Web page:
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The Earthbound Cook
by Myra Goodman

Celeriac, or celery root as it is also known, is a homely gnarled root that is prized in Europe but little known in this country. It tastes like a cross between parsley and celery. Despite its name, it is not the root of common stalk celery; rather, it is cultivated from a special variety of celery. Celeriac is delicious both raw and cooked, imparting a refreshing clean flavor to salads, soups, and stews. Serve it with roasted meat and poultry, as either a vegetable side or as a substitute for potatoes. Partner it with potatoes, as in this recipe, for a wonderful combination.
Serves 6


• 2 pounds celeriac, peeled and cut into 1/2-inch pieces (about 4½ cups)
• 2 pounds Yukon Gold potatoes, peeled and cut into 3/4-inch pieces (about 4½ cups)
• Salt
• 4 tablespoons (1/2 stick) butter, at room temperature
• 1/4 cup heavy (whipping) cream
• Freshly ground black pepper
• Sweet paprika, for garnish (optional)


1. Place the celeriac and potatoes in a large pot. Add 1 teaspoon salt and enough water to cover them by 1 inch. Bring to a boil, covered, over high heat. Then reduce the heat to medium-low and simmer until the vegetables are fork-tender, 15 to 20 minutes.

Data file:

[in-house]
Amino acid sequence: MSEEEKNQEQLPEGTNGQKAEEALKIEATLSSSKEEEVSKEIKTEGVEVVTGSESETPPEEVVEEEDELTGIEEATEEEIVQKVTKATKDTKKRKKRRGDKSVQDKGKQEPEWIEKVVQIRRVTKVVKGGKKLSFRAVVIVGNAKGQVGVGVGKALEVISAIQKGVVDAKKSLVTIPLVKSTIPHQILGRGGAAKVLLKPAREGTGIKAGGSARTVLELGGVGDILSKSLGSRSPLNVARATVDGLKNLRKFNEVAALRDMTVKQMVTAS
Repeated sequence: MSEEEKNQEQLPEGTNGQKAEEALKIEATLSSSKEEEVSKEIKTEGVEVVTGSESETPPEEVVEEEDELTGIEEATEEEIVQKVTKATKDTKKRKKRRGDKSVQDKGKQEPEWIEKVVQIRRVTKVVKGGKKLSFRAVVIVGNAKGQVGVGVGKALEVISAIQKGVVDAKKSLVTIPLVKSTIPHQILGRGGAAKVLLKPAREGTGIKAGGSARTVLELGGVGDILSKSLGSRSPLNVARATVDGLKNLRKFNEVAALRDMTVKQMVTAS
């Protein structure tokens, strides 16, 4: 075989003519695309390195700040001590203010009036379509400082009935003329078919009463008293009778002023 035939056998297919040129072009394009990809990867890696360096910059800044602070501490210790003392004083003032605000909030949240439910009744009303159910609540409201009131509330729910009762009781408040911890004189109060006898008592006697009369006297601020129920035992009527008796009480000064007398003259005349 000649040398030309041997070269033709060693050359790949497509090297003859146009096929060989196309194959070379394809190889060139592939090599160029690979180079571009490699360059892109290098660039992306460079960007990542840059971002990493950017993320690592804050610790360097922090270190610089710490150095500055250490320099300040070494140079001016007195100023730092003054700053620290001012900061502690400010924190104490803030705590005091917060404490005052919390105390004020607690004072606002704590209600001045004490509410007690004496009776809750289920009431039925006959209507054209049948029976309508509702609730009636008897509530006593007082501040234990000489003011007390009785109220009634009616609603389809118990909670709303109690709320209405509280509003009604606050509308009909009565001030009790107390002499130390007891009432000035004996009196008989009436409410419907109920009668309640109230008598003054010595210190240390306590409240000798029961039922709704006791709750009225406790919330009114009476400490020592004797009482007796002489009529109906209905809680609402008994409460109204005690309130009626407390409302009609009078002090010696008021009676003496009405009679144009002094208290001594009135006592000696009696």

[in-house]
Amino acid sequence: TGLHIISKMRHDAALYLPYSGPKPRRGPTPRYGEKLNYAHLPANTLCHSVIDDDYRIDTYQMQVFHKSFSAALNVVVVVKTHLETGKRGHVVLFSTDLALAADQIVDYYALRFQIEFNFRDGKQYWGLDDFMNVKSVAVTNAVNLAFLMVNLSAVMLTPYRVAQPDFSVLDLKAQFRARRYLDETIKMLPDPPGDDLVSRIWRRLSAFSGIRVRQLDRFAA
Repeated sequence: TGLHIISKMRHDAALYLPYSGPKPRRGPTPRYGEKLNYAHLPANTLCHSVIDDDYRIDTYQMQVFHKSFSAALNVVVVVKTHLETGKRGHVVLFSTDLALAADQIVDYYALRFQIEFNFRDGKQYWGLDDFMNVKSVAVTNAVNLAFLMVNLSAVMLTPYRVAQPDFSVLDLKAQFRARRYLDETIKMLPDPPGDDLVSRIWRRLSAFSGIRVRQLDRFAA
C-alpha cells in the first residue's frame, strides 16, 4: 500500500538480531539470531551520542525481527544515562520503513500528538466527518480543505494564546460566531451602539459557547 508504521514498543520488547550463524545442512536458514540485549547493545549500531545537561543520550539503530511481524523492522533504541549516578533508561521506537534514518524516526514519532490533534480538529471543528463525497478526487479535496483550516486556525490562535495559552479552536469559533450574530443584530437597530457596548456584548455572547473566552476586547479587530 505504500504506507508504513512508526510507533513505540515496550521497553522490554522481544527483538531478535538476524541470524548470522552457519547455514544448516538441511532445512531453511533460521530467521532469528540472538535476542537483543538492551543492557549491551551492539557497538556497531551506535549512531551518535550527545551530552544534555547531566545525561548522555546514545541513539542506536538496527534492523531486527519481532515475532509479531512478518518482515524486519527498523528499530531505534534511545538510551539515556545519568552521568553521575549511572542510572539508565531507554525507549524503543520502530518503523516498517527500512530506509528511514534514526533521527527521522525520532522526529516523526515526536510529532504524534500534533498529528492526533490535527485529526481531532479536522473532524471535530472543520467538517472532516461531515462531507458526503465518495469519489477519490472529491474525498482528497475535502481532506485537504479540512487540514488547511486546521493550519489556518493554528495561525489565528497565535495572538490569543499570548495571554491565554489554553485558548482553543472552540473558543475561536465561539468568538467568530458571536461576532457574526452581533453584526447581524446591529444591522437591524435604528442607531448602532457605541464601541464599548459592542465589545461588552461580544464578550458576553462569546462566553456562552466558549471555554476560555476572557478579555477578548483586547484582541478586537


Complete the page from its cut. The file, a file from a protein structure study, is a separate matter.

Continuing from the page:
2. Drain the celeriac and potatoes, reserving about 1 cup of the cooking liquid. Return the vegetables to the pot and place it over medium heat for 1 to 2 minutes to dry them a bit.

3. Remove the pot from the heat and add the butter. Mash with a potato masher, adding the cream and as much of the reserved cooking liquid as needed to obtain the desired consistency. Season with salt and pepper to taste.

4. If necessary, reheat the mash over low heat. Serve hot, sprinkled with the paprika if desired.

TIP: Once peeled or cut, the flesh of a potato can discolor. The speed with which this occurs varies with variety, but discoloration doesn't affect the taste of the potato. To prevent this from happening, you can immerse peeled or cut potatoes in a bowl of ice water for up to 2 hours until you are ready to cook them.


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